This article appeared in the October 2018 issue of MiMfg Magazine. Read the full issue and find past issues online.
One of the biggest stories coming out of the Great Recession that continues to plague businesses is the lack of qualified job applicants for many semi- to highly skilled positions in a variety of industries. The skills gap has been talked about by business leaders, politicians and economists for several years, and yet the reality of jobs going unfilled is still a major factor in the economic recovery. But could there be a solution to this problem that is going unnoticed and underutilized?
What’s Causing the Gap?
While there is consensus among most experts that there is a skills gap in the job market, there are varying beliefs on the cause for this gap.
A survey by TEKsystems of IT professionals and leaders found a disconnect between their reasons for jobs currently being open and individuals not applying. Leaders in IT believe that a lack of skills is the central reason behind the gap, while professionals in the industry believe the problem has more to do with employers expecting too much in their job descriptions.
Another report by CareerBuilder found that employers (55 percent) and job seekers (37 percent) agree that education gaps in particular areas are the leading cause for the skills gap. However, job seekers believe that gaps in expectations surrounding wages as well as job requirements that are above entry level requirements play a large a role in unfilled jobs.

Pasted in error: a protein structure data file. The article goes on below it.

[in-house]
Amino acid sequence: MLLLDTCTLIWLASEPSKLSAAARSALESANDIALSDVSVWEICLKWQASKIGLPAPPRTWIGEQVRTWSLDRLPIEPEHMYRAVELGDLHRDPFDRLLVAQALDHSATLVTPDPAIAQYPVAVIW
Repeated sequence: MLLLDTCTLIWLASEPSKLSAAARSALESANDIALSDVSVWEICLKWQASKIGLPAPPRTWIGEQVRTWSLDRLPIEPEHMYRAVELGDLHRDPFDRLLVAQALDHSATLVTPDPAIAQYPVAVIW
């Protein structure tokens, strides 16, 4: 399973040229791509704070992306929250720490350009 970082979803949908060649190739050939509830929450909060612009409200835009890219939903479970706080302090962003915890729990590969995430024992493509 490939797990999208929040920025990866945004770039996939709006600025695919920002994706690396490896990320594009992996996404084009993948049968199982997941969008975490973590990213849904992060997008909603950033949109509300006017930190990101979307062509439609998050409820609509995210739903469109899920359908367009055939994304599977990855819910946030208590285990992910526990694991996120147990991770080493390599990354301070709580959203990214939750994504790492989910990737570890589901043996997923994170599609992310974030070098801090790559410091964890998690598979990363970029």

Could Mentorships be the Answer?
For years, apprenticeships played a significant role in training the next generation of workers. In the last few decades, the changing dynamics of the workplace have dramatically slowed this practice of teaching.
Today, mentorships are often thought of as a relationship between a younger and more experienced professional that helps the young professional develop and learn more about their industry. But what if businesses and job seekers thought of mentorships as a way to train new employees who may not have the specific skills the employer is looking for, but have the work ethic and desire to learn?
Some business leaders may be hesitant to invest in educating employees who have the potential to leave and take this valuable training to another business or possibly even a competitor. However, the CareerBuilder report goes on to say that “An overwhelming 92 percent of employees become more loyal to a company that invests in training them, adding that they are more likely to stay at a company that values them in this way.”
There is no question that the responsibility to end the skills gap falls on employees and employers alike. As they enter the hiring process, job candidates should be able to clearly show that they have a desire to learn and are willing to spend time receiving training from the best people in the business so they can help the company be successful. Leaders in businesses should begin to develop programs utilizing their best employees to train new hires on the skills they’ll need to be successful.
As the economy continues to recover and businesses continue to look for ways to fill their unfilled job openings, mentorships should play a larger role in helping new employees be effective additions to the company. The skills gap is a challenge that can be overcome by employers and job seekers so long as both are willing to spend time teaching and learning.